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Reducing Water Consumption in Swine Barns: Alternatives for Animal Drinking and Barn Cleaning

by 5m Editor
2 August 2012, at 12:00am

Using alternative water management practices could translate into savings of C$9.23 per pig, estimated Bernardo Predicala and Alvin Alvarado in the 2011 Annual Report from the Prairie Swine Centre.


Bernardo Predicala


Alvin Alvarado

Summary

Evaluation of selected water conservation measures involving drinkers and different cleaning procedures revealed that 60 per cent reduction in water wastage was achieved with a drinking trough (with side panel and constant water level) to nipple drinkers. The use of conventional nozzle for pressure washing led to reduced time and water consumption during cleaning. Cost analysis of the different measures showed reduction in water wastage achieved by a drinking trough translated to about C$9.23 per pig savings or 56 per cent reduction in total costs associated with water use when compared to a nipple drinker.

Introduction

More efficient water use in swine operations is essential both for economic and environmental considerations. Previous work demonstrated that there are various opportunities to improve water use in swine operations. Evaluation of conservation measures identified in the literature review and producer survey using an assessment criteria that considered effectiveness in reducing water use impact on manure production, and effect on pig performance and other operational aspects, i.e. air quality. Barn cleaning and animal drinking were identified as the areas in the barn where highest water savings can be potentially achieved, therefore these were further evaluated in commercial swine facilities.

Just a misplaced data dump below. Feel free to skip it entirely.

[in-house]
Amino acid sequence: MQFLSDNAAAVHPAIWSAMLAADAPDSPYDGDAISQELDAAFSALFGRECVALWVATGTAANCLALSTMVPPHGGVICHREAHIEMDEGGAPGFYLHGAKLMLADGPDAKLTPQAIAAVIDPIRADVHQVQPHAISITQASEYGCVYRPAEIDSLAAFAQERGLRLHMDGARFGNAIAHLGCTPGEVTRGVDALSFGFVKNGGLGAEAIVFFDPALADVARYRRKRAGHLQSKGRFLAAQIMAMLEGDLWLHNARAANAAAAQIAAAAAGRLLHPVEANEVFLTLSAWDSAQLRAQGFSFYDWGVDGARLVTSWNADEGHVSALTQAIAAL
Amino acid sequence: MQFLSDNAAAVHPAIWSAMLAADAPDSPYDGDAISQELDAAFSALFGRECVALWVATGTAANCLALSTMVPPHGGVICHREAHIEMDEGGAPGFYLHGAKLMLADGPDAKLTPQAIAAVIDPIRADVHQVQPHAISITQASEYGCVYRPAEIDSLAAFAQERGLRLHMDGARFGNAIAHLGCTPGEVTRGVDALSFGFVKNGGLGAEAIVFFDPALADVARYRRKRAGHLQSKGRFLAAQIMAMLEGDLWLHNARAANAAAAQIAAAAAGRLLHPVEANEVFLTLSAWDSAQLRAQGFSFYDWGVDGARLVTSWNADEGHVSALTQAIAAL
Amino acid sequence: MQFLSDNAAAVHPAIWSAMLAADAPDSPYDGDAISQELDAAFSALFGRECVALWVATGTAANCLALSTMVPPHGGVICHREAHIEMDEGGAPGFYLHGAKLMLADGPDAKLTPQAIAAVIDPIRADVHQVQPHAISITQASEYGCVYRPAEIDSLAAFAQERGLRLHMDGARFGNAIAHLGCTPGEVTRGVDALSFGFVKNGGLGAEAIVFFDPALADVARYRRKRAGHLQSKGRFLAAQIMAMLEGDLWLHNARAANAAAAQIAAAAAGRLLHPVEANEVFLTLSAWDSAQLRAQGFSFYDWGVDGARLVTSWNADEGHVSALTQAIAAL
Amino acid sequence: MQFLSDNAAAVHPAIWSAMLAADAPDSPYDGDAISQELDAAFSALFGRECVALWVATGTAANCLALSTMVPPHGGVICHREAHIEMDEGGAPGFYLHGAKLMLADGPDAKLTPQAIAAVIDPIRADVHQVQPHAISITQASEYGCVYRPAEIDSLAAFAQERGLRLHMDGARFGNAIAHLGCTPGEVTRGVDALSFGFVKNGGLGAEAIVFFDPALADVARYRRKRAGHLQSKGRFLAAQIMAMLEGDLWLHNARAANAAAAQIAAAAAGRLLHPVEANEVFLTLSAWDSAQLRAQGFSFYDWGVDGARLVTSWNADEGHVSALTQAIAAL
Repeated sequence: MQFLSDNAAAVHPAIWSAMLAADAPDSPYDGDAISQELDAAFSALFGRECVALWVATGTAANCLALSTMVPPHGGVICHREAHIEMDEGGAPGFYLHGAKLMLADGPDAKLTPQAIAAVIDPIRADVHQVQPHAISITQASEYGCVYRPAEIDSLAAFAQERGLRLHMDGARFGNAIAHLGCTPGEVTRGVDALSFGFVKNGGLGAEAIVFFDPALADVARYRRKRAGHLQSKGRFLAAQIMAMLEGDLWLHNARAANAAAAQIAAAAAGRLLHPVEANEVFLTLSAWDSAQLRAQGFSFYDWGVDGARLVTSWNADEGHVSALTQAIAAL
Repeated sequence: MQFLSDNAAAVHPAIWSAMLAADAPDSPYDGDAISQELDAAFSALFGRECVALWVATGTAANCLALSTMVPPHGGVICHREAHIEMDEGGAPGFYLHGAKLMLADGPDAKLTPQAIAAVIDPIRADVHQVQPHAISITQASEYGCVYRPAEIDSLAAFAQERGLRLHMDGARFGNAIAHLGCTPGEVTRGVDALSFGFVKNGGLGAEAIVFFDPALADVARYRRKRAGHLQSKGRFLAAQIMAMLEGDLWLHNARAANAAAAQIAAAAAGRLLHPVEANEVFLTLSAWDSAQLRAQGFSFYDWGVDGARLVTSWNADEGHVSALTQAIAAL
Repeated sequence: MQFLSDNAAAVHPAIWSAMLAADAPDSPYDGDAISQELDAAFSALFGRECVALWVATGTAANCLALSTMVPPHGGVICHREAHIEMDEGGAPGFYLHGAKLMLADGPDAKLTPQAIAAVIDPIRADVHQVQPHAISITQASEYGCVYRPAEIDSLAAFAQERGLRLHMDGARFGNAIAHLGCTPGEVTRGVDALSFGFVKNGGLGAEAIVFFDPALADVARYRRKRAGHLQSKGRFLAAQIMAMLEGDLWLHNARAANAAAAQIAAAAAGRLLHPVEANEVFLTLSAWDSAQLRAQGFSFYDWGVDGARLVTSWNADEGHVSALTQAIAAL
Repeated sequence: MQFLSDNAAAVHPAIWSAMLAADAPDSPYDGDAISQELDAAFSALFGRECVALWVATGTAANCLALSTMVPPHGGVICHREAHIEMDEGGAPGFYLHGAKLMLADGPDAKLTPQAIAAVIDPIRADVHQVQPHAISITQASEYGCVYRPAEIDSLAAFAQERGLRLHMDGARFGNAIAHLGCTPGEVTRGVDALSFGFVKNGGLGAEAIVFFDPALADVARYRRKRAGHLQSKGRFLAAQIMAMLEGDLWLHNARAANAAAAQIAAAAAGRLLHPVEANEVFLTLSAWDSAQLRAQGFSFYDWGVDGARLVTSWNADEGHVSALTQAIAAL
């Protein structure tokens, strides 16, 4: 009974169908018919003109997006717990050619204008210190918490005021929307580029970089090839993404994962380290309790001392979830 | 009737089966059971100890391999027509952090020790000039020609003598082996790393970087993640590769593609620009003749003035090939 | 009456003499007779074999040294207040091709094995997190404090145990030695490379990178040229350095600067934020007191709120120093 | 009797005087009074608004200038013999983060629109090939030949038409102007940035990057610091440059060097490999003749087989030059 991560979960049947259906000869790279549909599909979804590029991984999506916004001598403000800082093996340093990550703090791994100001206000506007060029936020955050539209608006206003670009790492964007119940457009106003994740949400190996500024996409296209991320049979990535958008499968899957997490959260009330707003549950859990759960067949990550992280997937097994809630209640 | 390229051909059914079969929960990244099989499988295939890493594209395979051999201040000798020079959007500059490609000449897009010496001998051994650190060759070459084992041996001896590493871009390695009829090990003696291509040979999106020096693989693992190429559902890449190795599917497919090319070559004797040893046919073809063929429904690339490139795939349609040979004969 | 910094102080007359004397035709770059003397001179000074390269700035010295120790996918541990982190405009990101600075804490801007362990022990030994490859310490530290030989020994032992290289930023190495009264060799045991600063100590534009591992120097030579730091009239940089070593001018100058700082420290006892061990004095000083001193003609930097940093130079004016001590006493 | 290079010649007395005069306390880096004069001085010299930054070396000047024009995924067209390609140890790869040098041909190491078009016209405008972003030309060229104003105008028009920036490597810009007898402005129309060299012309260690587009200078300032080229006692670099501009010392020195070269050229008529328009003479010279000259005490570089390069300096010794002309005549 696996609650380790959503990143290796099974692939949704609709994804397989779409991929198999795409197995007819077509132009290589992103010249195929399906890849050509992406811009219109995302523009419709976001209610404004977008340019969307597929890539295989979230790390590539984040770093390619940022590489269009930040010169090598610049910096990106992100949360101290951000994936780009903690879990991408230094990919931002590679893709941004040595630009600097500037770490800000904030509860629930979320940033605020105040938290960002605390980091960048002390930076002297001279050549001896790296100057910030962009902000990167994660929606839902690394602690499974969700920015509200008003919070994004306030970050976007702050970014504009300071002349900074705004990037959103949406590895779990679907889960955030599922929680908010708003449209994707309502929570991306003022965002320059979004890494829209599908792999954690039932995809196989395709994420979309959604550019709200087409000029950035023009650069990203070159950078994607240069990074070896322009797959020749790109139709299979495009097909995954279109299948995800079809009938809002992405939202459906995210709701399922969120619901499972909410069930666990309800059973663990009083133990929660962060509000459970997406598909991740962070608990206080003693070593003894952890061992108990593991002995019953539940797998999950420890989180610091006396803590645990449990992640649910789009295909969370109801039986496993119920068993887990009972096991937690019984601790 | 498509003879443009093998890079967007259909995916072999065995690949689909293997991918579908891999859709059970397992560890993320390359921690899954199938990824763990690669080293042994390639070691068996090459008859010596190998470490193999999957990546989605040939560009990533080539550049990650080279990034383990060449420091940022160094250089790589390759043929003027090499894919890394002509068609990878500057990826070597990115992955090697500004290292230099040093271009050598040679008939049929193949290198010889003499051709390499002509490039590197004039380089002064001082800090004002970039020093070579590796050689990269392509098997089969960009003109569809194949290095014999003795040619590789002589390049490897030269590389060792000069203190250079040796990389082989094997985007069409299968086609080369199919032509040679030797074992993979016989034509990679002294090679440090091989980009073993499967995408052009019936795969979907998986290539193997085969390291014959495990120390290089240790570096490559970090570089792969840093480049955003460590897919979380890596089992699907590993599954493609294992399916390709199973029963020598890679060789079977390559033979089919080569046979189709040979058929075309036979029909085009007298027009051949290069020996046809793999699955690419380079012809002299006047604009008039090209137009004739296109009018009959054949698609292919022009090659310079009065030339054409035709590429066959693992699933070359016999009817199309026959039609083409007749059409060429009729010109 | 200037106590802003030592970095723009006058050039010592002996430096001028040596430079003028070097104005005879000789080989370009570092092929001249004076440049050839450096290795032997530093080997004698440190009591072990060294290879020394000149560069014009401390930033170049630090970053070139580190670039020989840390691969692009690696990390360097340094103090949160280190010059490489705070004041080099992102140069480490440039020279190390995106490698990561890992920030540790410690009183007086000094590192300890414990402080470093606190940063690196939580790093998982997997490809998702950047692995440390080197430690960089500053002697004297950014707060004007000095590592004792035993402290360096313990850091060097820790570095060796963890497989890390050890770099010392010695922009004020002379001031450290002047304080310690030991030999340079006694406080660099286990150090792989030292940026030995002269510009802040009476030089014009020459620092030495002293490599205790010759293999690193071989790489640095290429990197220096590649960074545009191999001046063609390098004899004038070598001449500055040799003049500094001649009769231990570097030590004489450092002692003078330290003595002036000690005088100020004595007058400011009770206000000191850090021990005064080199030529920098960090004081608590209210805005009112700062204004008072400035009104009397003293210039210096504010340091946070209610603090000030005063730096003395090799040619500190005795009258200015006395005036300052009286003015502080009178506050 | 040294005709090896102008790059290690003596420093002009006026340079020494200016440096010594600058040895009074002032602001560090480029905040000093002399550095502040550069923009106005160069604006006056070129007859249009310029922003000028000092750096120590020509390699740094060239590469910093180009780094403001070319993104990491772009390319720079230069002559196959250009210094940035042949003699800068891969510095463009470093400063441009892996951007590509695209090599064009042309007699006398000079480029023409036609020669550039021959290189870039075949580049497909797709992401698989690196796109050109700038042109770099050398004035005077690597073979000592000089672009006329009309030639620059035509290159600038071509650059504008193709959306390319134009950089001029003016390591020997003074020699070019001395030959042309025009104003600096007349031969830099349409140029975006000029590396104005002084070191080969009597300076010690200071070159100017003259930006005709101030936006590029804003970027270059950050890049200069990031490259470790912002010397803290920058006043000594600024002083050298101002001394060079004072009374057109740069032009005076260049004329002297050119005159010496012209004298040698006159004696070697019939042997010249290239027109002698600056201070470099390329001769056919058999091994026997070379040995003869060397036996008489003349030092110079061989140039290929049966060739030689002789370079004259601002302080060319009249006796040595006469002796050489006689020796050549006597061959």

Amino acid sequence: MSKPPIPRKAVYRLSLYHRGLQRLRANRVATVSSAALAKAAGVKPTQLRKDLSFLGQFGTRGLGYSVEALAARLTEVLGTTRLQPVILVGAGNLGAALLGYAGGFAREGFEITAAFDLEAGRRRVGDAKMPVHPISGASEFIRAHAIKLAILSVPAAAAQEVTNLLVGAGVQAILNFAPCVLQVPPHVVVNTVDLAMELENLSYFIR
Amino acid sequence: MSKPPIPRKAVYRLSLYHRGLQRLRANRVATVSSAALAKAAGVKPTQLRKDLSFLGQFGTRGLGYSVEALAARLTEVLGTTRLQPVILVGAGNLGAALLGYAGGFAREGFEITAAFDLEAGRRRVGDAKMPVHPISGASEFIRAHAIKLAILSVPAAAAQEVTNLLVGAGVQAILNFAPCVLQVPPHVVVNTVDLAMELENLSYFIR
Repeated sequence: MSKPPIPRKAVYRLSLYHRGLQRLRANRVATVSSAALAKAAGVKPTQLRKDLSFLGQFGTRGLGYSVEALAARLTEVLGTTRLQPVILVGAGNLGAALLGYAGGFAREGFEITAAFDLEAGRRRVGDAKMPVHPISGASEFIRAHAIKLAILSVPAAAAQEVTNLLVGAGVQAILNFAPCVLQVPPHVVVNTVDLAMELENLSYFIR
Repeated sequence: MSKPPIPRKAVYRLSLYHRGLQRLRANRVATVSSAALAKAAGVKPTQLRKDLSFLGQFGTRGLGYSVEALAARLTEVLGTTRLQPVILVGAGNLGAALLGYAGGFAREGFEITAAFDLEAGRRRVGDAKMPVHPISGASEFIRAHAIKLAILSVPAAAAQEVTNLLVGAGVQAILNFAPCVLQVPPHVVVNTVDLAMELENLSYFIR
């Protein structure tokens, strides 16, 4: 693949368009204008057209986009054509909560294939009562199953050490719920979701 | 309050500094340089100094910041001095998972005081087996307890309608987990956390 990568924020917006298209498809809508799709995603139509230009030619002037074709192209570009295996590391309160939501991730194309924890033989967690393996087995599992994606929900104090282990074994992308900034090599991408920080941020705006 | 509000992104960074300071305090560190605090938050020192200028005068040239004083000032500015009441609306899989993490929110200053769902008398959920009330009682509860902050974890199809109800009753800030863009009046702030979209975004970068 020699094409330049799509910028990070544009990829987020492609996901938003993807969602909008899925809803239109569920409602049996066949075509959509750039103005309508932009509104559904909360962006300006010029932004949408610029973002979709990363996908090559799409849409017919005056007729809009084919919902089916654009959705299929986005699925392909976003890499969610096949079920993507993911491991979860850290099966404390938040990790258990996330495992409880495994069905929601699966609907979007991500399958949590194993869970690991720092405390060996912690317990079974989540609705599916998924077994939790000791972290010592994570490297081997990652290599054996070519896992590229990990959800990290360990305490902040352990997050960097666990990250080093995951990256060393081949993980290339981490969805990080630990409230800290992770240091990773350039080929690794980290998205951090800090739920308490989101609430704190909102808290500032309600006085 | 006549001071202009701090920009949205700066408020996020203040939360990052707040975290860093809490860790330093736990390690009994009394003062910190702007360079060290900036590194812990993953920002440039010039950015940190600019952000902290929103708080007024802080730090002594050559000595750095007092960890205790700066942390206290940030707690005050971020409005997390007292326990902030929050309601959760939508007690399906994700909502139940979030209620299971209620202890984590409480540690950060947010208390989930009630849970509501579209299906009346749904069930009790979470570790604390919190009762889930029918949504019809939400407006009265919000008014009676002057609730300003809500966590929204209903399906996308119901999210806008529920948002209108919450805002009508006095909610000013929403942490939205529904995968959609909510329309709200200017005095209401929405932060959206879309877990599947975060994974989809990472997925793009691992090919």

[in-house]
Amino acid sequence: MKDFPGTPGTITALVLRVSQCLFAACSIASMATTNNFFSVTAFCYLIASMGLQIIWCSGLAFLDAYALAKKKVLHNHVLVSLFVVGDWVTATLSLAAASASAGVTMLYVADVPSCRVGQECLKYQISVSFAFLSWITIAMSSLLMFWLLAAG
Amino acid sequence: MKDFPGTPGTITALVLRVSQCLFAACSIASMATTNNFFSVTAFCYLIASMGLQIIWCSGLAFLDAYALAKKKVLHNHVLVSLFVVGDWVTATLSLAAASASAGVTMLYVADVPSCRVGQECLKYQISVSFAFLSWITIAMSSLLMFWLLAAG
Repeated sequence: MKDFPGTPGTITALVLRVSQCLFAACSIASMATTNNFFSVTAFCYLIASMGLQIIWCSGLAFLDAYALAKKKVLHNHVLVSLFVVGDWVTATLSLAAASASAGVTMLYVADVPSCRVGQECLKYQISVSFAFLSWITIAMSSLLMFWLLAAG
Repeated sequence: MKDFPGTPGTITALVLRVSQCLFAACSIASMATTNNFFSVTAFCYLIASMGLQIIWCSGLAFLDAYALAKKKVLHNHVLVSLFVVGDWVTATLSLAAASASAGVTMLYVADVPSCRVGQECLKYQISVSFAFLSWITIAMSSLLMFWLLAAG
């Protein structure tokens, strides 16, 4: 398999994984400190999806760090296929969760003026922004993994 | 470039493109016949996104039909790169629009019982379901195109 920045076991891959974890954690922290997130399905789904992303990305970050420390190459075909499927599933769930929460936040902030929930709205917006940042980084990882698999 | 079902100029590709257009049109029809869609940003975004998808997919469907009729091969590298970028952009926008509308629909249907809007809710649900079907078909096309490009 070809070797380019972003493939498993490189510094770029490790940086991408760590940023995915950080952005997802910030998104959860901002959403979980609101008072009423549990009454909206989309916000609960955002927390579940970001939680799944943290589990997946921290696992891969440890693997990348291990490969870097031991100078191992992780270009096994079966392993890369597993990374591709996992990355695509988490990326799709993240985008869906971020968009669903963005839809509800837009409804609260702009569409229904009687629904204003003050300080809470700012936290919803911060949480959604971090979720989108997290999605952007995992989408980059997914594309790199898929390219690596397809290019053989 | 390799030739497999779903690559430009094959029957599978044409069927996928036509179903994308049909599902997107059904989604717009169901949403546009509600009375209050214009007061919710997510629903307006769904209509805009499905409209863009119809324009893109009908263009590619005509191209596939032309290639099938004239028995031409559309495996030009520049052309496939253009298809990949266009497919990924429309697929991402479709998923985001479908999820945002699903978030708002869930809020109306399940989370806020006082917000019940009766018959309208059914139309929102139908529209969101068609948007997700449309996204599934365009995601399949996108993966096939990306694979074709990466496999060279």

Methodology

The overall approach of this study was to evaluate the effectiveness of selected water conservation measures pertaining to animal drinking and cleaning in reducing overall water use and to assess their economic impact in swine barn operations. Two different experiments were performed. The first experiment involved installing three different types of drinkers in a grow-finish room at PSCI barn facility. The drinkers used included 1) nipple drinker (Control), 2) nipple drinker with side panel, and 3) a trough with side panel and constant water level (Figure 1). Performance of these drinkers in terms of water disappearance (use), water wastage, water contamination level as well as effect on ADG and ADFI were assessed throughout one growth cycle. The second experiment involved two different cleaning strategies in grow-finish rooms with either partially or fully slatted concrete flooring. The cleaning strategies included 1) water sprinkling (soaking) prior to high pressure washing and 2) use of different high pressure washing nozzles: conventional nozzle, Y-nozzle, water broom and 4-in-1 nozzle (Figure 2). The amount of water consumed, time spent during high-pressure washing, as well as the surface cleanliness were evaluated. A cost analysis of the use of different types of drinkers and cleaning strategies in swine operations was carried out after completion of the actual in-barn experiments.


Figure 1. Three types of animal drinkers used: nipple (D1), nipple with side panel (D2) and a trough with side panel and constant water level (D3).